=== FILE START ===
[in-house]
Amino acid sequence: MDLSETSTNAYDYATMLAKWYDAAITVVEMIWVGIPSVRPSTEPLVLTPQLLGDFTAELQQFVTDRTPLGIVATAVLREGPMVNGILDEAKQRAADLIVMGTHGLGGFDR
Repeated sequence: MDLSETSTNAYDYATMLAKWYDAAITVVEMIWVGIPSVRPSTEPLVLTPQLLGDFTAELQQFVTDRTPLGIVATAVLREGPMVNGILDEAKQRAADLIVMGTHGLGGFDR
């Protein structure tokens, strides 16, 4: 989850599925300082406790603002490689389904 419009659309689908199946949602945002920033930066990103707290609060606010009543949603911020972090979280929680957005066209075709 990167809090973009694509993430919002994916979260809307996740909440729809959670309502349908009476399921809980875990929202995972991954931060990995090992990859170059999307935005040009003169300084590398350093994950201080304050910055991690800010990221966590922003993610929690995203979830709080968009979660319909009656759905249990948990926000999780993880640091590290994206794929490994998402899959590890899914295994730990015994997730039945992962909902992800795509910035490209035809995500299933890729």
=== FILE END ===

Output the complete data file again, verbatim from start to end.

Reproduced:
[in-house]
Amino acid sequence: MDLSETSTNAYDYATMLAKWYDAAITVVEMIWVGIPSVRPSTEPLVLTPQLLGDFTAELQQFVTDRTPLGIVATAVLREGPMVNGILDEAKQRAADLIVMGTHGLGGFDR
Repeated sequence: MDLSETSTNAYDYATMLAKWYDAAITVVEMIWVGIPSVRPSTEPLVLTPQLLGDFTAELQQFVTDRTPLGIVATAVLREGPMVNGILDEAKQRAADLIVMGTHGLGGFDR
């Protein structure tokens, strides 16, 4: 989850599925300082406790603002490689389904 419009659309689908199946949602945002920033930066990103707290609060606010009543949603911020972090979280929680957005066209075709 990167809090973009694509993430919002994916979260809307996740909440729809959670309502349908009476399921809980875990929202995972991954931060990995090992990859170059999307935005040009003169300084590398350093994950201080304050910055991690800010990221966590922003993610929690995203979830709080968009979660319909009656759905249990948990926000999780993880640091590290994206794929490994998402899959590890899914295994730990015994997730039945992962909902992800795509910035490209035809995500299933890729």